Who shall remember my house, where
shall live my children’s children…
-T. S. Eliot, “A Song for Simeon”
Old photos in a box, print after print, stories
missing of those who entered the frames
then stepped away, shaking off memory
misstep, faded joy.
Great-grandpa, six months old
sitting in a high pram frowning into his future.
Auntie Nell dancing on the table through the gin
flinging skirts like Gracie Fields
war songs louder than the sound of gunfire
in the sands of Libya where Uncle Alf fell.
In another province, two brothers not speaking
voices lost to each other, memory subtracted
and here, a niece broken by judgment
dismissed to hell by an old man
and old woman.
What was done, then undone years and years ago.
Dancer, baby, the man standing, the old woman
trying to smile in a photo yellowed at the edges—
stories written on my eye
and blood, my bone.
These stored images
belong to you, cracked photos
in albums, preserved
by others against rot, corrosion
drowning, page after page
old faces staring into old cameras.
Your great-great-grandmother from Russia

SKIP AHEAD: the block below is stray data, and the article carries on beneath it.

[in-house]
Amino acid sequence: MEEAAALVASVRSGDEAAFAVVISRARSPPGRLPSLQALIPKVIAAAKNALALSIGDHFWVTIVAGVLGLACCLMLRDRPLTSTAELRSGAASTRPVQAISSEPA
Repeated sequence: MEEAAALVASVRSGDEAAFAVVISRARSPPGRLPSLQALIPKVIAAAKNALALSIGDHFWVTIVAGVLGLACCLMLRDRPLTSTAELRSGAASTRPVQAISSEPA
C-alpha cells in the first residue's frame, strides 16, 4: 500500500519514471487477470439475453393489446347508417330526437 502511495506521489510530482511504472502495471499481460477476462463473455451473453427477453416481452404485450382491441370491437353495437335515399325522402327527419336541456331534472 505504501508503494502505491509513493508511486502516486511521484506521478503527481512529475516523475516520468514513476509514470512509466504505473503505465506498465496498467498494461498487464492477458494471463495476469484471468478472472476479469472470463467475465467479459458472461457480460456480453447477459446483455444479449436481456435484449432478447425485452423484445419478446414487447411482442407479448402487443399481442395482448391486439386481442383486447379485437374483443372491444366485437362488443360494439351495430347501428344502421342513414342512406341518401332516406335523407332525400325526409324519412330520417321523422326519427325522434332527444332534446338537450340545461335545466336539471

great-grandfather lost at sea, here
a forgotten cousin, aunt, or drunk uncle
and look, two babies
entering the crossroads
of life’s precious, terrifying moment
between birth and death.
What sound did their voices
make on wind? What stories of the day
did they tell at breakfast
or dinner, if there was dinner—
about how or where
they might have walked
or hidden, loved and cheated
blessed each other, lied
Or told of the day robins
returned to the garden
how arthritis set in for the aunt
what name they gave the too-early baby
who lay in a box on the stove door.
Look carefully at each photo
hold the fragments in your memory
and even under the weight
of their untold lives, let these faces
weave a line, an ancient thread
to lead you home to yourself.